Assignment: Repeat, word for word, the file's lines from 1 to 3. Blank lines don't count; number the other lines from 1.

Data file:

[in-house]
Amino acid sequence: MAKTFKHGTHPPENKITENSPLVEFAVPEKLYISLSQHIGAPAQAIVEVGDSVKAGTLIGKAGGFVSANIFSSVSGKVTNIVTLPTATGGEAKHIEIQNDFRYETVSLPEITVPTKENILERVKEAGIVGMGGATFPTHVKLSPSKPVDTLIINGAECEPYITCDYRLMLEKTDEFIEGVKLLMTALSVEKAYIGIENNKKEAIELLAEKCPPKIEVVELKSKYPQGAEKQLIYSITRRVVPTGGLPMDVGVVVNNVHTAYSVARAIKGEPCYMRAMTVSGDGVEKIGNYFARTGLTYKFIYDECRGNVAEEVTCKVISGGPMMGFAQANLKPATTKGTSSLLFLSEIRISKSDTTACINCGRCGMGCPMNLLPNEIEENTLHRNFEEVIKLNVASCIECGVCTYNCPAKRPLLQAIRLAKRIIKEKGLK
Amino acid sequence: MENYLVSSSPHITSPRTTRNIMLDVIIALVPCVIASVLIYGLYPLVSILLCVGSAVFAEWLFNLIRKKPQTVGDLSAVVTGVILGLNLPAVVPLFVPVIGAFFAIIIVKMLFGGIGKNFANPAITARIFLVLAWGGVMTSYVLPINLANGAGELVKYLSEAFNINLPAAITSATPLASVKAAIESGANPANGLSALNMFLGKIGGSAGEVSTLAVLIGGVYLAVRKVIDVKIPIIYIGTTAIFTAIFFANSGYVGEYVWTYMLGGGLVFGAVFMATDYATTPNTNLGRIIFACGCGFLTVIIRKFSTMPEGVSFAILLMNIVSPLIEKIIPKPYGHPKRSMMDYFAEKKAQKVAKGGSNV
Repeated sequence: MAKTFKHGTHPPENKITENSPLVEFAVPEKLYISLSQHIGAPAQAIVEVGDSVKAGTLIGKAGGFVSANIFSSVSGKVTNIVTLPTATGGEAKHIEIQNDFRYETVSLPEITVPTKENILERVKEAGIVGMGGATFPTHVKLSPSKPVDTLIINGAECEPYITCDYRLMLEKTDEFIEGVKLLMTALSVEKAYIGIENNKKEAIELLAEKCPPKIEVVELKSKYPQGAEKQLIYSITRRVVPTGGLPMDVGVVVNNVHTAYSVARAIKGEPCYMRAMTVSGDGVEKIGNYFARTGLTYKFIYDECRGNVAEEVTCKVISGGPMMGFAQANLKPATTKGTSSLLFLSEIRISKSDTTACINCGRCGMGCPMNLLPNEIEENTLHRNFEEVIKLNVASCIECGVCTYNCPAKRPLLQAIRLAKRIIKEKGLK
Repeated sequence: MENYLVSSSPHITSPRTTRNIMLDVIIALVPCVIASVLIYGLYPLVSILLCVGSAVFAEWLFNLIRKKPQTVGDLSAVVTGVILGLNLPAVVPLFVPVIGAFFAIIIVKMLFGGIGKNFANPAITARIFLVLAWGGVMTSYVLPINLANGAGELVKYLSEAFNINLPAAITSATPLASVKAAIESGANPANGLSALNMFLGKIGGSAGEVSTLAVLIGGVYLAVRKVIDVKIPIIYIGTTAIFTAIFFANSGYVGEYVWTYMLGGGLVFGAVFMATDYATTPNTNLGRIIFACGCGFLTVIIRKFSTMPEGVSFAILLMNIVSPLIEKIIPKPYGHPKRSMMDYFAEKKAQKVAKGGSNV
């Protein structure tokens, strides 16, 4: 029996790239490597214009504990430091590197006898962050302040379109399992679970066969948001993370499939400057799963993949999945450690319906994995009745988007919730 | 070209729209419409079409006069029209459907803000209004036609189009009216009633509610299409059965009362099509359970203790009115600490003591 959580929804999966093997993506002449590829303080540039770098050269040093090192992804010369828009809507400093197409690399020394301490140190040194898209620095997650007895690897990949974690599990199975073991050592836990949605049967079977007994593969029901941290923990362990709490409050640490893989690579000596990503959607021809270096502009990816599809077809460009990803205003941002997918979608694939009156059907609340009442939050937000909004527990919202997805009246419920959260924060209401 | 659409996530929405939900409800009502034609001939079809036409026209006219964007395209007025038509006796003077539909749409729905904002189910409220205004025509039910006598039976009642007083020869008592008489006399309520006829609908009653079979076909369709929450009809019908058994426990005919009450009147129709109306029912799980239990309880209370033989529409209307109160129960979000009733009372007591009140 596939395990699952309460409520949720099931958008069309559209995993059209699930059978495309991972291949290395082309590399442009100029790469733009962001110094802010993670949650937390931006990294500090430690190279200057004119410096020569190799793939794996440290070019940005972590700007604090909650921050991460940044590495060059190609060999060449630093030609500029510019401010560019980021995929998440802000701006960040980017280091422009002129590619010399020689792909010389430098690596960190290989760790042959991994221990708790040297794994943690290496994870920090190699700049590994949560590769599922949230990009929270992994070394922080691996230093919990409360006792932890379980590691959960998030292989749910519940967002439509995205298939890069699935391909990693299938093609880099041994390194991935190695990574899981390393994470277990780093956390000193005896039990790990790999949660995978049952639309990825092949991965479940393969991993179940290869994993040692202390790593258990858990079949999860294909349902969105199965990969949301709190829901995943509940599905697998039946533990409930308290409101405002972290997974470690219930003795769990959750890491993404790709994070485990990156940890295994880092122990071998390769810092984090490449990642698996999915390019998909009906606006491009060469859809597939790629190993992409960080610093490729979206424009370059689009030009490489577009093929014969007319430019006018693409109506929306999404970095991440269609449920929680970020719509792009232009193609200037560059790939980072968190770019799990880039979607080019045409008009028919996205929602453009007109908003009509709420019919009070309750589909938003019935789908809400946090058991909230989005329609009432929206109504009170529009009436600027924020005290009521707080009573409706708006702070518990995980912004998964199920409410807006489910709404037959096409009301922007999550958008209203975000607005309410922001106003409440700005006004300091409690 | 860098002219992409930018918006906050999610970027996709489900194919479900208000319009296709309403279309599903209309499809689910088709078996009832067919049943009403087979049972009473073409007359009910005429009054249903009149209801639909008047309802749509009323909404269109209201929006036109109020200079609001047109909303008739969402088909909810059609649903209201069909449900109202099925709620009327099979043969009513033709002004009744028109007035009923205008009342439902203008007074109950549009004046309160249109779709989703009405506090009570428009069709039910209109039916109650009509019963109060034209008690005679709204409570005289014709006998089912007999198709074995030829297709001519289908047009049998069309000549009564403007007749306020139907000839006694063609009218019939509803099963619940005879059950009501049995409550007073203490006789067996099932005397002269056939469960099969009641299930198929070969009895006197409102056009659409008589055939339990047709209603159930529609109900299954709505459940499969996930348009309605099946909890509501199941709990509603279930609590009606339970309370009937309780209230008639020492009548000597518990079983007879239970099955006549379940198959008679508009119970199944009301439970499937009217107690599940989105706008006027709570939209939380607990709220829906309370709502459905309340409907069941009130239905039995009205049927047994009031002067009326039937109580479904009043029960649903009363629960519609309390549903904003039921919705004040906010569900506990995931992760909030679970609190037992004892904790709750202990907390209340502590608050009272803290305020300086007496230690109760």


[in-house]
Amino acid sequence: MAKTFKHGTHPPENKITENSPLVEFAVPEKLYISLSQHIGAPAQAIVEVGDSVKAGTLIGKAGGFVSANIFSSVSGKVTNIVTLPTATGGEAKHIEIQNDFRYETVSLPEITVPTKENILERVKEAGIVGMGGATFPTHVKLSPSKPVDTLIINGAECEPYITCDYRLMLEKTDEFIEGVKLLMTALSVEKAYIGIENNKKEAIELLAEKCPPKIEVVELKSKYPQGAEKQLIYSITRRVVPTGGLPMDVGVVVNNVHTAYSVARAIKGEPCYMRAMTVSGDGVEKIGNYFARTGLTYKFIYDECRGNVAEEVTCKVISGGPMMGFAQANLKPATTKGTSSLLFLSEIRISKSDTTACINCGRCGMGCPMNLLPNEIEENTLHRNFEEVIKLNVASCIECGVCTYNCPAKRPLLQAIRLAKRIIKEKGLK
Amino acid sequence: MENYLVSSSPHITSPRTTRNIMLDVIIALVPCVIASVLIYGLYPLVSILLCVGSAVFAEWLFNLIRKKPQTVGDLSAVVTGVILGLNLPAVVPLFVPVIGAFFAIIIVKMLFGGIGKNFANPAITARIFLVLAWGGVMTSYVLPINLANGAGELVKYLSEAFNINLPAAITSATPLASVKAAIESGANPANGLSALNMFLGKIGGSAGEVSTLAVLIGGVYLAVRKVIDVKIPIIYIGTTAIFTAIFFANSGYVGEYVWTYMLGGGLVFGAVFMATDYATTPNTNLGRIIFACGCGFLTVIIRKFSTMPEGVSFAILLMNIVSPLIEKIIPKPYGHPKRSMMDYFAEKKAQKVAKGGSNV